BEIJING — China has turned its western region of Xinjiang into a police state with few modern parallels, employing a combination of high-tech surveillance and enormous manpower to monitor and subdue the area’s predominantly Muslim ethnic minorities.
Now, the digital dragnet is expanding beyond Xinjiang’s residents, ensnaring tourists, traders and other visitors — and digging deep into their smartphones.
A team of journalists from The New York Times and other publications examined a policing app used in the region, getting a rare look inside the intrusive technologies that China is deploying in the name of quelling Islamic radicalism and strengthening Communist Party rule in its Far West. The use of the app has not been previously reported.
China’s border authorities routinely install the app on smartphones belonging to travelers who enter Xinjiang by land from Central Asia, according to several people interviewed by the journalists who crossed the border recently and requested anonymity to avoid government retaliation. Chinese officials also installed the app on the phone of one of the journalists during a recent border crossing. Visitors were required to turn over their devices to be allowed into Xinjiang.
The app gathers personal data from phones, including text messages and contacts. It also checks whether devices are carrying pictures, videos, documents and audio files that match any of more than 73,000 items included on a list stored within the app’s code.
Those items include Islamic State publications, recordings of jihadi anthems and images of executions. But they also include material without any connection to Islamic terrorism, an indication of China’s heavy-handed approach to stopping extremist violence. There are scanned pages from an Arabic dictionary, recorded recitations of Quran verses, a photo of the Dalai Lama and even a song by a Japanese band of the earsplitting heavy-metal style known as grindcore.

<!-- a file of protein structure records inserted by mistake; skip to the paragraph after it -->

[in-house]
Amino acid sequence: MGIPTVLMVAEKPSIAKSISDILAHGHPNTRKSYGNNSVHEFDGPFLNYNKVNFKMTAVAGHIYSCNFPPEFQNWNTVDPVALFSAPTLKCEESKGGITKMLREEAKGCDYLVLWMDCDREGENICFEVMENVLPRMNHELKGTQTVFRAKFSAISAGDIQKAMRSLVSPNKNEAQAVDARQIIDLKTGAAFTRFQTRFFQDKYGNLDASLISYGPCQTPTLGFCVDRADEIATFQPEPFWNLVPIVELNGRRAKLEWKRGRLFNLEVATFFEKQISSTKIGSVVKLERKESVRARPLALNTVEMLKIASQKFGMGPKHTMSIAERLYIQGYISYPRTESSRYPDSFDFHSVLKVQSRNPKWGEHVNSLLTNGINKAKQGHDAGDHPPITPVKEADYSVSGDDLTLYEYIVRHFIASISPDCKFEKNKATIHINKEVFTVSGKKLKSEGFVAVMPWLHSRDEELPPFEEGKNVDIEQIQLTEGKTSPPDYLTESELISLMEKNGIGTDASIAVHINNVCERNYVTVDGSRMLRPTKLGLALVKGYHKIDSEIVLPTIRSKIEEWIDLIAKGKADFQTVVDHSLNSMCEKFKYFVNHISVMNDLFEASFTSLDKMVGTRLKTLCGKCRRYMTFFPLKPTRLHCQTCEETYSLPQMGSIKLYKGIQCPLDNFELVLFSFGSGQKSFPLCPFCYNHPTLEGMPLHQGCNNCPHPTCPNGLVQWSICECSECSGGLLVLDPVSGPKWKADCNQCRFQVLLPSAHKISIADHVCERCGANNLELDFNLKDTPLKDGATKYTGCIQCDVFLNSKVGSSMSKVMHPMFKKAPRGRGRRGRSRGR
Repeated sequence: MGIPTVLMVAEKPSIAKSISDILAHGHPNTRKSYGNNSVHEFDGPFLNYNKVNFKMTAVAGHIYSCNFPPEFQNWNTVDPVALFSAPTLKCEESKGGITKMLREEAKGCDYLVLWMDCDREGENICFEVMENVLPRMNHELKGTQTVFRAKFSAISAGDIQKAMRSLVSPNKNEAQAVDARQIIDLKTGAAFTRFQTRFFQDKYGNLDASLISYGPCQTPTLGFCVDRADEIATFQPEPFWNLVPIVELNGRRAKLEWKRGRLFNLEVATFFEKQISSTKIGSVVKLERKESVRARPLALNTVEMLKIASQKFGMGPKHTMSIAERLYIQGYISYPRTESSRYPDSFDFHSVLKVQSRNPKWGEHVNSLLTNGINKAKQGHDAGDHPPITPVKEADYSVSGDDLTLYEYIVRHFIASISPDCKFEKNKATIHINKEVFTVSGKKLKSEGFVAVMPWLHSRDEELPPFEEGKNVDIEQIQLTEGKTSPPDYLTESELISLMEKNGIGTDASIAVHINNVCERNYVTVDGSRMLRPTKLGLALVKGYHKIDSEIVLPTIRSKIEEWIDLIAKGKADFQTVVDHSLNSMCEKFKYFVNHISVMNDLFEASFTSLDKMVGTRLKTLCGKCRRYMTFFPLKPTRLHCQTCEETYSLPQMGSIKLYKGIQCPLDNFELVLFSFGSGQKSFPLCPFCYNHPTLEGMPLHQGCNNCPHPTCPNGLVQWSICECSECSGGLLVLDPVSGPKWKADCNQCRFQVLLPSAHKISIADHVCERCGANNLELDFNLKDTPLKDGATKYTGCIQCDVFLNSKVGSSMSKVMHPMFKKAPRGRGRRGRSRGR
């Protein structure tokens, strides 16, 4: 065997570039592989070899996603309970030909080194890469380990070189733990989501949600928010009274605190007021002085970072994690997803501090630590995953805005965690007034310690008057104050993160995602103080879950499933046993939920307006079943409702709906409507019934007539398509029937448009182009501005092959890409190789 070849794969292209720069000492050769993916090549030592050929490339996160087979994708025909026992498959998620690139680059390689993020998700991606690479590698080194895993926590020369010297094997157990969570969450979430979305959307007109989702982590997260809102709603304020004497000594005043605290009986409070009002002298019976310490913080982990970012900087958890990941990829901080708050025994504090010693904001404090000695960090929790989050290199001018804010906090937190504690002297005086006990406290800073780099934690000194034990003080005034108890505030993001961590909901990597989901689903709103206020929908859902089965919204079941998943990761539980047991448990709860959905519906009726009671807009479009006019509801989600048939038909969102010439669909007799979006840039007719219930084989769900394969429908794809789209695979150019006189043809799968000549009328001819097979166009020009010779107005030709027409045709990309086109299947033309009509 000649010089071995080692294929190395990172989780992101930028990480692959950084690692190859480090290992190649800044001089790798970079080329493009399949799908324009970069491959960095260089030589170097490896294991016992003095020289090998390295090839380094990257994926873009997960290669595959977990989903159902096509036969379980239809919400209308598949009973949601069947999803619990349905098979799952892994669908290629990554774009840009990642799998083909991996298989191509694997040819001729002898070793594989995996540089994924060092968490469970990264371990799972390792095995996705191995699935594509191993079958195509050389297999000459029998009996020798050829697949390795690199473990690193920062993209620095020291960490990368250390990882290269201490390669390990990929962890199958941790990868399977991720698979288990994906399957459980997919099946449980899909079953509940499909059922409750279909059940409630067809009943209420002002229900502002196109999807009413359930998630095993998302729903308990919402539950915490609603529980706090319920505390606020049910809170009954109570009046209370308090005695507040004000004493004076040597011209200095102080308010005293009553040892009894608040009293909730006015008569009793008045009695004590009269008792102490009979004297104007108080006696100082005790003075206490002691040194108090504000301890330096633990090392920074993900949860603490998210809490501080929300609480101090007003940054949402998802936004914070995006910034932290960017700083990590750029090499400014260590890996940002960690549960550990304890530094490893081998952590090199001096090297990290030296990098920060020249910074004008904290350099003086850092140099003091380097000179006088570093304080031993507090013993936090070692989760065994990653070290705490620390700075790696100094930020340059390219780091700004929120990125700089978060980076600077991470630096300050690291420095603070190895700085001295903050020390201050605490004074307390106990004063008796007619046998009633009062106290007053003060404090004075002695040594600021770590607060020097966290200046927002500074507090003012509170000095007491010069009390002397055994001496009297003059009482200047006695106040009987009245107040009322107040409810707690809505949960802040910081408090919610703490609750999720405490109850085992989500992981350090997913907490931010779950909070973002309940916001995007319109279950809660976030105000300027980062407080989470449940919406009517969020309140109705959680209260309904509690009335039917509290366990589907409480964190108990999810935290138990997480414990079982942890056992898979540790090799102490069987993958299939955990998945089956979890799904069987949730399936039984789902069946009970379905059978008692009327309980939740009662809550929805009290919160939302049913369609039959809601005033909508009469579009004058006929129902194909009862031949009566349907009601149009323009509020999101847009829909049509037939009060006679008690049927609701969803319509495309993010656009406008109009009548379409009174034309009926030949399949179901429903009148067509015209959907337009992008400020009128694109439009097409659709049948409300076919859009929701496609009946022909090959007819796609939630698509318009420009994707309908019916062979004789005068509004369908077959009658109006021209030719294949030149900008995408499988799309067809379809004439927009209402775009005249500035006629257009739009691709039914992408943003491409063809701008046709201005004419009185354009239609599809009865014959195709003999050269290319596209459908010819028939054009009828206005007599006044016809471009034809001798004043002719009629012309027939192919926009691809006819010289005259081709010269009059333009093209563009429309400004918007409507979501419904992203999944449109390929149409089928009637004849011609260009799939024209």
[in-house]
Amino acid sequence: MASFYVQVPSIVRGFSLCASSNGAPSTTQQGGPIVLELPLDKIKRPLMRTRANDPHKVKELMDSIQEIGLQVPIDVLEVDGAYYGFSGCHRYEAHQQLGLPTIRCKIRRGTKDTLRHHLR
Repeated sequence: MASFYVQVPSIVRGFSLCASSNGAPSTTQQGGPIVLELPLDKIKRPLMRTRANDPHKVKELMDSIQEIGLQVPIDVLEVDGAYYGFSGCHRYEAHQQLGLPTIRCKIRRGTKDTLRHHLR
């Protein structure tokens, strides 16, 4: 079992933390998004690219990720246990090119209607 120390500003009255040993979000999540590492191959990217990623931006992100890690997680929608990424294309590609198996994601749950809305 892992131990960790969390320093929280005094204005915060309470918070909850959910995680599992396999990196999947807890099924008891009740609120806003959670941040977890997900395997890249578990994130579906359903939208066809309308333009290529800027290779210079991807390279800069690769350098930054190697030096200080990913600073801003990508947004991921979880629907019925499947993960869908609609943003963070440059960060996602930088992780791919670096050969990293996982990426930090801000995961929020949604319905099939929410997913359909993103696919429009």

“The Chinese government, both in law and practice, often conflates peaceful religious activities with terrorism,” Maya Wang, a China researcher for Human Rights Watch, said. “You can see in Xinjiang, privacy is a gateway right: Once you lose your right to privacy, you’re going to be afraid of practicing your religion, speaking what’s on your mind or even thinking your thoughts.”
The United States has condemned Beijing for the crackdown in Xinjiang, which Chinese officials defend as a nonlethal way of fighting terrorism. The region is home to many of the country’s Uighurs, a Turkic ethnic group, and the Chinese government has blamed Islamic extremism and Uighur separatism for deadly attacks on Chinese targets.
In the past few years, China has placed hundreds of thousands of Uighurs and other Muslims in re-education camps in Xinjiang. For the region’s residents, police checkpoints and surveillance cameras equipped with facial recognition technology have imbued life with a corrosive fear of acting out of turn.